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CEO: Muncie ‘ideal’ for Living Greens Farm

(rendering courtesy of Living Greens Farm)

MUNCIE, Ind. (Inside INdiana Business) — The chief executive officer of Minnesota-based Living Greens Farm says Muncie beat out other locations in Indiana, Illinois and Ohio for a planned $70 million aeroponic farm facility. The company this week said it would build the 200,000-square-foot farming, processing and packaging facility and create up to 120 jobs by the end of 2024. George Pastrana says the Delaware County city turned out to be “one of the most ideal places we could’ve selected.”

In an interview with Inside INdiana Business, Pastrana said Muncie has multiple benefits, but he felt the company could benefit the city as well.

“It had at the time an unemployment rate well over 5%, so for us as a mission-centered company, it was important for us to locate in a place where we could make a difference in a local community,” said Pastrana. “Delaware County in general has also a very high poverty rate – nearly 20% – so, again, as an employer that pays good wages and benefits, we thought that would be a benefit in the local community.”

Pastrana says Muncie also provides logistical benefits for the company.

“It allows us to service a wide geography,” he said. “This facility that we’re putting up in Muncie will serve metropolitan areas as far east as Pittsburgh, as far north as Milwaukee, Detroit and the Twin Cities, as far west as Kansas City and as far south as Charlotte. So, it’s a pretty good location relative to the logistics, the highway infrastructure.”

Living Greens Farms uses a vertical aeroponic farming method it says will be able to produce nearly 5 million pounds of pesticide-free leafy greens annually. Pastrana says aeroponic farming involves suspending the plants’ roots in the air and misting them with water that contains essential nutrients for growth.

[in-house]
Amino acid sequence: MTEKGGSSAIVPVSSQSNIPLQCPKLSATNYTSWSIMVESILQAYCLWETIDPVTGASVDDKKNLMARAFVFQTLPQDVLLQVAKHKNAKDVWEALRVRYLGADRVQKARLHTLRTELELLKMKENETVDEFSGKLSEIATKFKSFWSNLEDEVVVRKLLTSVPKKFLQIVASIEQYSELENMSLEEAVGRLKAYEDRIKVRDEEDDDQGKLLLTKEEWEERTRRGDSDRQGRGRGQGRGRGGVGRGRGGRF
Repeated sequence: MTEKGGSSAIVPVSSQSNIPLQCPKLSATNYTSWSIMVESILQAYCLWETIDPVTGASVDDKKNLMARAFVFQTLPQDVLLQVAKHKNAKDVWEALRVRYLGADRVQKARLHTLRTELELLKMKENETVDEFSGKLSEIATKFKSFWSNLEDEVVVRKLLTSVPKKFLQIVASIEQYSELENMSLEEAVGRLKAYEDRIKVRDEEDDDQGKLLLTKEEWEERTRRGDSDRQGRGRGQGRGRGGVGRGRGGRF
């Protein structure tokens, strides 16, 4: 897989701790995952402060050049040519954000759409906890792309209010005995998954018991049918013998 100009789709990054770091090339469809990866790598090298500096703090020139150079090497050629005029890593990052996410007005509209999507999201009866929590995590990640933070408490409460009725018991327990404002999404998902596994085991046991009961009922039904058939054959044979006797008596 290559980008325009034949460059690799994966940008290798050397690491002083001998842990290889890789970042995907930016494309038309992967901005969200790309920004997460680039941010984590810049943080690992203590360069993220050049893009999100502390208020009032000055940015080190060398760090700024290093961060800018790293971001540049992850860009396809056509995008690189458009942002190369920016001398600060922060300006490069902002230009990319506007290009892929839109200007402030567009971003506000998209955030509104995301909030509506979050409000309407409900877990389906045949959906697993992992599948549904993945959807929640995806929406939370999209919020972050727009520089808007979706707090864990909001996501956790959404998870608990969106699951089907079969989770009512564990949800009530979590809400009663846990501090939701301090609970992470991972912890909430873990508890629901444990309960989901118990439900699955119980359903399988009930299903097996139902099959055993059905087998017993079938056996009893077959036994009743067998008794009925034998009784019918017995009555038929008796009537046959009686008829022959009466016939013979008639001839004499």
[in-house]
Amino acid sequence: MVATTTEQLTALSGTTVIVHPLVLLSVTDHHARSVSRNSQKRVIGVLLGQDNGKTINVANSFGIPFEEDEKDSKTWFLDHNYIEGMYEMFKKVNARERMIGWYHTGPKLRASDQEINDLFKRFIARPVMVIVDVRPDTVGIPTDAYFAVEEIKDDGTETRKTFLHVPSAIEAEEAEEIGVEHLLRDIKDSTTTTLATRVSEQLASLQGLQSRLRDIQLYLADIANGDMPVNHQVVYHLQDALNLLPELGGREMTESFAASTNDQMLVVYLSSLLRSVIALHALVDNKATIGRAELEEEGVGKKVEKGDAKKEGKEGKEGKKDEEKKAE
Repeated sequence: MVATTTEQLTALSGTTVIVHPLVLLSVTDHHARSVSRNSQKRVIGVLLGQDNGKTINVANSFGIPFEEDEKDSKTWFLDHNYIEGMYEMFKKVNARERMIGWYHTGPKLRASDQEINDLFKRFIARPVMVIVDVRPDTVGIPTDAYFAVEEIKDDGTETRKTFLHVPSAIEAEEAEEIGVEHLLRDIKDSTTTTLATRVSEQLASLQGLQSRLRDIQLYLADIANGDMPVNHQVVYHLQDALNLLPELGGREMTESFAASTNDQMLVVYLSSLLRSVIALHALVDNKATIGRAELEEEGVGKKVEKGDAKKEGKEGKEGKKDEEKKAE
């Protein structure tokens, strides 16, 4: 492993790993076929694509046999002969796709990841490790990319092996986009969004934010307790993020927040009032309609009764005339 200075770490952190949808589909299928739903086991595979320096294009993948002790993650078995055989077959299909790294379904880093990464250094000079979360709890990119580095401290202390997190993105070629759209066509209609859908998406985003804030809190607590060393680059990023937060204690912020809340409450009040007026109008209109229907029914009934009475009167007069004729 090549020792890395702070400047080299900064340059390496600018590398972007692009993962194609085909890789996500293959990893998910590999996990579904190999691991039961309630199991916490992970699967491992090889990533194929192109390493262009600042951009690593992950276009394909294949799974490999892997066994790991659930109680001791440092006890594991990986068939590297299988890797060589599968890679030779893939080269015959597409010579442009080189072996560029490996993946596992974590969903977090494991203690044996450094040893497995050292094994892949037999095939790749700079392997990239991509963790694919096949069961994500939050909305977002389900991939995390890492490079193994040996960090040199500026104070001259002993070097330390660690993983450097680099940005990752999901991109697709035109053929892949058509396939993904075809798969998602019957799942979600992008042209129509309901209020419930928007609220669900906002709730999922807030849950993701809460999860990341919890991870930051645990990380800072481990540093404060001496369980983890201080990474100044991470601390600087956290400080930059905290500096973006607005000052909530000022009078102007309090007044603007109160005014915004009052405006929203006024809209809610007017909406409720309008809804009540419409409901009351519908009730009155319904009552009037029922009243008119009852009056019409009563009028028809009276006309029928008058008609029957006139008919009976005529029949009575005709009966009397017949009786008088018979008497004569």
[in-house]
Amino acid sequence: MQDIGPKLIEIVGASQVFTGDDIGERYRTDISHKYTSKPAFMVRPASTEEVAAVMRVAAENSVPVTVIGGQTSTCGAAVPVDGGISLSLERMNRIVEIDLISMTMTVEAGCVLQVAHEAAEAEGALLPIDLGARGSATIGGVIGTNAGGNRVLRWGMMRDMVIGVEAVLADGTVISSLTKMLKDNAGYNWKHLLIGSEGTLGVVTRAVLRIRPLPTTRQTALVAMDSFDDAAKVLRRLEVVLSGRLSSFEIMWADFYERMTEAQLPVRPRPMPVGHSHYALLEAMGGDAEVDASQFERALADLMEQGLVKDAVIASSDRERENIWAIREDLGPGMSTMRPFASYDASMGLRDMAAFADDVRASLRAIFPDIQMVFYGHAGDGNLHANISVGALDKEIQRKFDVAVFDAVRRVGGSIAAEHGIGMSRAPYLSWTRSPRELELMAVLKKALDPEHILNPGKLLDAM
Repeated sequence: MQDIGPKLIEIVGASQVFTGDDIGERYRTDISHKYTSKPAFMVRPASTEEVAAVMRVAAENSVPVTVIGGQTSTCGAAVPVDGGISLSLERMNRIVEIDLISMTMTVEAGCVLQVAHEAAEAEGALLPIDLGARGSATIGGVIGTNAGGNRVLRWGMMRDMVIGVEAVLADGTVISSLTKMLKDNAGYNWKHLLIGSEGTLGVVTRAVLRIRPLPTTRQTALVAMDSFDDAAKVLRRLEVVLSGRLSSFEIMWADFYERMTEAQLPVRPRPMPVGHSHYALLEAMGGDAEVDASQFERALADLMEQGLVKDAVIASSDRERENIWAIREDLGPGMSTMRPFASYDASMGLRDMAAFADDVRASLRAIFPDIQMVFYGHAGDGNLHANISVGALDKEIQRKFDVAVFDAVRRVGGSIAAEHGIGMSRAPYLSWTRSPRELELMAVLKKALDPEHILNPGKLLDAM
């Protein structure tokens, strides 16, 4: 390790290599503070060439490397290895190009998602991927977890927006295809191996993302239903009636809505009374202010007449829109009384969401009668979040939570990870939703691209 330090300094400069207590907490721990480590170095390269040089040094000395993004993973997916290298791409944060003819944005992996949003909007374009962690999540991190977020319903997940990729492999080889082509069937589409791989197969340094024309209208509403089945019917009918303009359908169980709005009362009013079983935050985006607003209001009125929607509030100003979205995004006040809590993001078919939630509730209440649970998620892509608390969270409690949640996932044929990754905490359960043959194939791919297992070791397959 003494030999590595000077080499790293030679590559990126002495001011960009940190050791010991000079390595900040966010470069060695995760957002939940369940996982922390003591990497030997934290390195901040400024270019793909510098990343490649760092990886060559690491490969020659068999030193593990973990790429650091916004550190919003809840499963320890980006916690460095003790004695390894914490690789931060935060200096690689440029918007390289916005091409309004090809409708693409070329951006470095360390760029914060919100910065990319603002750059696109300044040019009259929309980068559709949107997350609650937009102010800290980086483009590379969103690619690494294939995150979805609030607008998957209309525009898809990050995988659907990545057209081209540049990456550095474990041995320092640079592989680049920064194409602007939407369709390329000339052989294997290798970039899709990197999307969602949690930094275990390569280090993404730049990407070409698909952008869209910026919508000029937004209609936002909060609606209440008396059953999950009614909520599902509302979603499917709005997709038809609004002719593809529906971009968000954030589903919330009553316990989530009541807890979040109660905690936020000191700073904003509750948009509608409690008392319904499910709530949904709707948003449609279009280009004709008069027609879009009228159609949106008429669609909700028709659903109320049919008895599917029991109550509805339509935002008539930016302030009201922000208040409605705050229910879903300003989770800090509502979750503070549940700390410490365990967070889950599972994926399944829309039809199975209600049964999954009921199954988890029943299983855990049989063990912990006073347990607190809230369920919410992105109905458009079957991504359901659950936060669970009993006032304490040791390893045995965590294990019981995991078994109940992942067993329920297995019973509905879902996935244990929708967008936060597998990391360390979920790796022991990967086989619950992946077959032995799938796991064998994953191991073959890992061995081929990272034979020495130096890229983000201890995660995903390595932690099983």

Pastrana says the benefit of aeroponic farming versus hydroponic, where the roots are suspended in water, is that plants can be grown to full-size.

Indoor agriculture is seeing an increase in popularity. Two hydroponic greenhouse companies in South Bend, JEM Farms and Greenleaf Holdco, recently received tax incentives for their plans to collectively invest $260 million to expand operations.

Pastrana says the growth of indoor agriculture is mainly due to both improvements in technology and increased consumer demand.

“Consumers today are more apt to choose healthier foods to eat, so foods without pesticides, herbicides, non-GMO-type foods. They preferred it sourced locally, which is an advantage that indoor agriculture has over traditional farming methods. Over 95% of the leafy greens we eat in the United States is grown on the West Coast. So, those leafy greens, to get to the East Coast, travel up to six days over land, and so they lose quite of a bit of their freshness.”

He says traditional farming is also feeling the effects of climate change with farmland losing nutrients.

Pastrana says the company expects to have the Muncie facility up and running in about a year. The company plans to begin hiring for production, processing, shipping, management, and administrative positions beginning in the second quarter.

Once the Muncie facility opens, Living Greens Farms plans to open similar facilities in the southeast and northeast regions of the country, as well as a location in Texas, over the next few years.